The record shows that the further interrogations of which appellant complains occurred at 8:00 a.m. and at 10:30 a.m. The 8:00 a.m. questioning was by Officer Cook who testified that his inquiries were made with regard to the traffic mishap in which appellant was involved as he got to the hospital. According to Cook, appellant stated, after again being informed of his rights, that he was willing to discuss the accident, and did so, telling Cook that he had found his wife unconscious, dragged her to the car, and attempted to take her to the hospital, where he lost control of the car in a turn. At that point, however, appellant told Cook he did not wish to answer any more questions, and Cook discontinued the interrogation.
The last questioning occurred more than two hours later, at 10:30 a.m. On that occasion, Detective Sisson once again Mirandized appellant and asked if he would answer questions. Appellant indicated that he would, and did answer questions until they began to involve the events surrounding his wife's death; he then indicated that he wished to terminate the interrogation. The detective testified that once appellant made that request, questioning concerning the case ceased.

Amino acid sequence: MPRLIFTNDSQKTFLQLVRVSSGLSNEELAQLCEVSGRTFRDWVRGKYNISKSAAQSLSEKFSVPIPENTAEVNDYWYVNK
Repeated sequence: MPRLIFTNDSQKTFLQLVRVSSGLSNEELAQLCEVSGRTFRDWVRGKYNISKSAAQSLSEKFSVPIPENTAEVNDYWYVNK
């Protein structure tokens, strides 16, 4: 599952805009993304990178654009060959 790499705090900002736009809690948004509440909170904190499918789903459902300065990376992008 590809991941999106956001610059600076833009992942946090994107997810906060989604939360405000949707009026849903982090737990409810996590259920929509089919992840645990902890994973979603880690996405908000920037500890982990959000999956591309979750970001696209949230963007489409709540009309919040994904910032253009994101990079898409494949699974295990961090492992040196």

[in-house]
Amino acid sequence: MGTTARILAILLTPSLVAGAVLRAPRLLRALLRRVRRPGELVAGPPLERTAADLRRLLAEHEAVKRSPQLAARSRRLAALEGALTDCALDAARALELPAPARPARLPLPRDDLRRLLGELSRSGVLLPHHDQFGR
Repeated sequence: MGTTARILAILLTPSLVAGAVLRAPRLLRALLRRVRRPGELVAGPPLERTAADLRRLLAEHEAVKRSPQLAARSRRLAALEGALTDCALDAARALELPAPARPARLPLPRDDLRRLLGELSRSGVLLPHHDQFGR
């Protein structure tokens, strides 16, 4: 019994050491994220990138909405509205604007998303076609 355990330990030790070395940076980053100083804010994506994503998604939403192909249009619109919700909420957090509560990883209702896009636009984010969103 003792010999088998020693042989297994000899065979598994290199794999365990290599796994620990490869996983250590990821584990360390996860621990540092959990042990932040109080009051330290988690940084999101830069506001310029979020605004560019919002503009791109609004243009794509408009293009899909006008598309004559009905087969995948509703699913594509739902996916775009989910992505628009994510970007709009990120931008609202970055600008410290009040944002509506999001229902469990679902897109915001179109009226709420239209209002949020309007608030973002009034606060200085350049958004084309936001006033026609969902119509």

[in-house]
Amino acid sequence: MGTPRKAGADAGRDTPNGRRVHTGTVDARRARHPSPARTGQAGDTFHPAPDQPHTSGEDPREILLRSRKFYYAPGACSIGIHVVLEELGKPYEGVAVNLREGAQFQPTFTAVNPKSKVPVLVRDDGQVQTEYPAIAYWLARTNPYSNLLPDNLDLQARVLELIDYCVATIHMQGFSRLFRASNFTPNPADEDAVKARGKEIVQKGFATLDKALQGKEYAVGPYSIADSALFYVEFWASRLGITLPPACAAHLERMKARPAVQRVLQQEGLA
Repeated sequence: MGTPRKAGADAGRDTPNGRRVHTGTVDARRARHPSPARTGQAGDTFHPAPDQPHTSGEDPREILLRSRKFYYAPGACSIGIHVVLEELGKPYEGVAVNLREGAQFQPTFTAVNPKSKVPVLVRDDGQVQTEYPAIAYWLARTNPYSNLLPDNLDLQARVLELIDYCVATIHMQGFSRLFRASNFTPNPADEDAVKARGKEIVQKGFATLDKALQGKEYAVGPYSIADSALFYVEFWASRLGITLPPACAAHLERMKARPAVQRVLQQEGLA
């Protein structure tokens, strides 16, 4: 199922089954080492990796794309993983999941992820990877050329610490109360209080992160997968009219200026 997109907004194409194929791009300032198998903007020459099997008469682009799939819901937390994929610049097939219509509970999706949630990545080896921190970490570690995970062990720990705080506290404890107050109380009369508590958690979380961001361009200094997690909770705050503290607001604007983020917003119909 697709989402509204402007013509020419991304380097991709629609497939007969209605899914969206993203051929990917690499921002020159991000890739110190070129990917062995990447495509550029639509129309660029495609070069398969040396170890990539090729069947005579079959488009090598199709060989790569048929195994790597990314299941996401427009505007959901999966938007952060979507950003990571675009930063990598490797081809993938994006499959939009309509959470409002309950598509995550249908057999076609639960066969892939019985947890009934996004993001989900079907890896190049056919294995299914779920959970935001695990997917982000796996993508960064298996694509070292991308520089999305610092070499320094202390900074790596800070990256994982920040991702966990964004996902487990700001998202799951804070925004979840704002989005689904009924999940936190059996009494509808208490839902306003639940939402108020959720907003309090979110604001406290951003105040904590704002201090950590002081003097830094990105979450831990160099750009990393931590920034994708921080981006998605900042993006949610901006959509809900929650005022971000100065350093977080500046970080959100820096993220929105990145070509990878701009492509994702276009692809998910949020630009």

We find this issue to be controlled by the same principles by which it was decided on appeal from the murder conviction. There, the Supreme Court held that the applicable authority was Michigan v. Mosley, 423 U. S. 96 (96 SC 321, 46 LE2d 313) (1975), where the U. S. Supreme Court "rejected the position that one who has invoked his right to remain silent under Miranda 'can never again be subjected to custodial interrogation by any police officer at any time or place on any subject.' [Cit.] In negating this argument the court held that 'a blanket prohibition against the taking of voluntary statements or a permanent immunity from further interrogation, regardless of the circumstances, would transform the Miranda safeguards into wholly irrational obstacles to legitimate police investigative activity, and deprive suspects of an opportunity to make informed and intelligent assessments of their interests.' [Cit.] Rather, the test for 'admissibility of statements obtained after the person in custody has decided to remain silent depends under Miranda on whether his "right to cut off questioning" was scrupulously honored." ' [Cit.]" Bright, supra at 445. We note, as did the Supreme Court, that the questioning does not show an effort to wear appellant down, and that the officers allowed a significant time to elapse between questionings and provided, on each occasion, fresh warnings. It was not "unreasonable . . . to inquire whether the defendant had changed his mind during this period and wished to make a statement." Id. at 446. Applying those principles, we find no error in the admission of appellant's statements.